Tax collections and spending below projections through mid-year
FROM COMPTROLLER DiNAPOLI’S OFFICE
State spending was nearly $860 million lower than expected through the first half of the fiscal year while tax collections were just shy of projections, according to the Mid-Year Update and September cash report released this week by New York State Comptroller Thomas P. DiNapoli. Still, threats of another federal government shutdown and battle over the federal debt ceiling, as well as the continued slow pace of economic growth, could make it harder for the state to remain in line with its financial plan.
“New York is in a stable financial position half way through the fiscal year,” DiNapoli said. “Sales tax collections are on track to exceed year-end projections and fund balances are above planned levels. Business tax collections are below projections so far this year and should be watched closely. The federal government is up and running again, but the possibility of further disruptions from Washington and continued slow economic growth remind us that caution is still necessary.”
Spending from All Funds through the first six months was $64.1 billion, an increase of 6.9 percent or $4.1 billion from a year ago, but was $859.4 million below projections from the first quarter update to the enacted budget financial plan. Spending on local assistance grants grew by $2.7 billion, state operations spending rose $642 million and general state charges increased $682.4 million. Spending for debt service declined $234 million compared to last year, primarily due to timing.
All Funds tax collections rose by $2.8 billion, or 8.8 percent, to $34.4 billion through the first half of SFY 2013-14, thanks to 11.4 percent growth in personal income tax (PIT) collections. Withholding collections, taxes that are paid directly from paychecks and the state’s second largest revenue source after federal receipts, increased 3.5 percent through September, on track with year-end projections.
Miscellaneous receipts totaled $11.8 billion through September, $72 million higher than collections during the same period last year. This includes a $250 million settlement from Bank of Tokyo Mitsubishi UFJ and $10 million from Deloitte Financial Advisory Services, as well as $341 million in back payments related to casinos operated by the St. Regis Mohawk Tribe and the Seneca Nation of Indians. Federal receipts increased 13.4 percent, primarily due to disaster assistance spending.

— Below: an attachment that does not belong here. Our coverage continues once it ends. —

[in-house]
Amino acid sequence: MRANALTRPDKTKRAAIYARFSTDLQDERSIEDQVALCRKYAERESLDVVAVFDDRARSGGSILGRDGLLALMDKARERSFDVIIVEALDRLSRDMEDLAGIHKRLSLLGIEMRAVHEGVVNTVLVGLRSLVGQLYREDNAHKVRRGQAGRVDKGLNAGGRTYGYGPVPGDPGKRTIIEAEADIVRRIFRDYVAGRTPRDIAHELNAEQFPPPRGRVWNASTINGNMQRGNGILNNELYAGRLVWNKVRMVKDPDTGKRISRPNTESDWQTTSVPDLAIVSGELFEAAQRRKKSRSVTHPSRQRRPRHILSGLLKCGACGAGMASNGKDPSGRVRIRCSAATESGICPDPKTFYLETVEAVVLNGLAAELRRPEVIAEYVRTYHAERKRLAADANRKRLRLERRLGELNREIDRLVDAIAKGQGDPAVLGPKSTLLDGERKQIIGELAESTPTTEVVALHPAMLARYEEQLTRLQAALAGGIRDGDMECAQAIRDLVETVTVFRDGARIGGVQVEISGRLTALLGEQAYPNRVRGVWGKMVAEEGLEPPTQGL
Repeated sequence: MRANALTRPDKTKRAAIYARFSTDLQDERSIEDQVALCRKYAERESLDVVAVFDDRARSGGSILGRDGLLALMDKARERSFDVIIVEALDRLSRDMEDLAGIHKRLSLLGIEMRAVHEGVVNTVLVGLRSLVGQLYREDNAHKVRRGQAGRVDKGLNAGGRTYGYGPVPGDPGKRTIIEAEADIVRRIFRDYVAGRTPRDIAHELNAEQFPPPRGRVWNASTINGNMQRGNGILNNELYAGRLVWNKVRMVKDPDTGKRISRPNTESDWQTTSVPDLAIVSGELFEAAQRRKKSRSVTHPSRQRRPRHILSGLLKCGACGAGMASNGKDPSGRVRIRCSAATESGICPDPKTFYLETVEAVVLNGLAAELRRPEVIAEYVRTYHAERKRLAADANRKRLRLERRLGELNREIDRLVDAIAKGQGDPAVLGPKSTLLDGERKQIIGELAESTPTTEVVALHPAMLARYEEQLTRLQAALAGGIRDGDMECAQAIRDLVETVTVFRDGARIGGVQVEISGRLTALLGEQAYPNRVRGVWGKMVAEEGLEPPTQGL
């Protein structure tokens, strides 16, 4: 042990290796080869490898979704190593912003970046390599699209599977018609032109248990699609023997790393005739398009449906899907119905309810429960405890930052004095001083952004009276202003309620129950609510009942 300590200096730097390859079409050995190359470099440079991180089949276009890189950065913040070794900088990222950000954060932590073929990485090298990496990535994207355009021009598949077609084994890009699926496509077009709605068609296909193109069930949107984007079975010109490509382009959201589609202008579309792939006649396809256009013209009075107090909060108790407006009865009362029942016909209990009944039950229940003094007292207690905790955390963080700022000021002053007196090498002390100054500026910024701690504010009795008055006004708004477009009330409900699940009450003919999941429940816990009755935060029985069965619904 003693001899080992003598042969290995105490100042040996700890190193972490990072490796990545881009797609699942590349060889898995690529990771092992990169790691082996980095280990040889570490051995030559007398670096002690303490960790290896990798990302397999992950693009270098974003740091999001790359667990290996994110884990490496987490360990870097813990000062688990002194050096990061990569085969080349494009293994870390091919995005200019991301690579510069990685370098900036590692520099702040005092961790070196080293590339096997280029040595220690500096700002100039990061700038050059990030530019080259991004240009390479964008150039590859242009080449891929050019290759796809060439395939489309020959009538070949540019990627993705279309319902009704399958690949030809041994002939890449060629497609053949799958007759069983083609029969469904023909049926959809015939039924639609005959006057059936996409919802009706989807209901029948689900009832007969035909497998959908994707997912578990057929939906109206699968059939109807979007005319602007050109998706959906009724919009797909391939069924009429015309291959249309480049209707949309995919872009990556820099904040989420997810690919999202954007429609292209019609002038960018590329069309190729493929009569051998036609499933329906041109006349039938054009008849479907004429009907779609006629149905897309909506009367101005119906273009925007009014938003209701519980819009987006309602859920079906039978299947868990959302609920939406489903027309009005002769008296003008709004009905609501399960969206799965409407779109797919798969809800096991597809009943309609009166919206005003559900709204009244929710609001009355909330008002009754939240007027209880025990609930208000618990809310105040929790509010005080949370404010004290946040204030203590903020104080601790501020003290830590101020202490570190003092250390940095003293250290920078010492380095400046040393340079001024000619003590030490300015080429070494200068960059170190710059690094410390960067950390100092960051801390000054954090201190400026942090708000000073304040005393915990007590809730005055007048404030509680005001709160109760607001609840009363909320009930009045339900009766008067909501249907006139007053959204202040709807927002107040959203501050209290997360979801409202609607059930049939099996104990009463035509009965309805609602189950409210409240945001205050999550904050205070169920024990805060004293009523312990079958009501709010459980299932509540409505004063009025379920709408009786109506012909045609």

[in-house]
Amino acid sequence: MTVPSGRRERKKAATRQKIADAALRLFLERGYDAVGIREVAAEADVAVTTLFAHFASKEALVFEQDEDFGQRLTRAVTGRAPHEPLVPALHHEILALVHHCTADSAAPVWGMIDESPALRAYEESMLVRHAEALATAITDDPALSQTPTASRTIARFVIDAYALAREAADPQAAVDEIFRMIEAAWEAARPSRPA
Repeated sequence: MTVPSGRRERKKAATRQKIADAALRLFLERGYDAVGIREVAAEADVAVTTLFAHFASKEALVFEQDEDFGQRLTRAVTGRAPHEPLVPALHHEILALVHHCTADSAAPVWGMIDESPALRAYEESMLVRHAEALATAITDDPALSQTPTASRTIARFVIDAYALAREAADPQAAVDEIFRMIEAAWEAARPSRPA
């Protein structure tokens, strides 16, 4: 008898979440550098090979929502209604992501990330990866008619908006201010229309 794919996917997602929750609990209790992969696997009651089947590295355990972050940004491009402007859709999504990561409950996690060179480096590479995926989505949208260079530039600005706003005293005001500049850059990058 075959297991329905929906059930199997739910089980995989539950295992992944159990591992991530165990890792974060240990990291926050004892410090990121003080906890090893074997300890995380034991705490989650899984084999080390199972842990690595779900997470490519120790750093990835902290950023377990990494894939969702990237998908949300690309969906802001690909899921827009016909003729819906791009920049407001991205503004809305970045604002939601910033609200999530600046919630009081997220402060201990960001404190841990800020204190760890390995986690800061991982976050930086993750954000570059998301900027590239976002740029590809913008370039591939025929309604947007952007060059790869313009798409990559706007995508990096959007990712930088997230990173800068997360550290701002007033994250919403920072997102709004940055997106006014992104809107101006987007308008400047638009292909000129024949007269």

The General Fund closing balance of $6.3 billion at the end of the first half of the fiscal year was $709.5 million higher than updated projections released August 2. This reflects $125.3 million in lower than anticipated receipts and $834.8 million in lower than anticipated spending. The Financial Plan is expected to be updated soon to reflect results through September.
Other findings from the Mid-Year Report include:
· Tax revenues are slightly below projections. All Funds Tax collections through Sept. 30 were $34.4 billion, or $54.9 million lower than projected in the First Quarter Update to the Enacted Budget Financial Plan, primarily because of lower than anticipated business tax collections.
· Personal Income Tax (PIT) collections exceed projections. PIT collections were $21.6 billion through the month of September, an increase of 11.4 percent, or $2.2 billion, from last year for the same period. This is $37.4 million more than projected, although most of this growth was from tax payments made in April. Withholding collections increased $483.1 million in the April-September period, or 3.5 percent, from the first half of last year.
· Consumption taxes show growth and are above projections. Consumption taxes totaled $7.7 billion, an increase of 4.8 percent, or $350.3 million, from the same period last year. Collections through the first half of the fiscal year were $44.8 million above updated projections through Sept. 30. Sales tax collections increased $394.8 million, or 6.6 percent, from the first half of last year.
· Business taxes up, but below plan. Business tax collections increased 3.7 percent, or $127.3 million, over the first six months compared to last year for the same period, but were $186.5 million below estimates for the same period.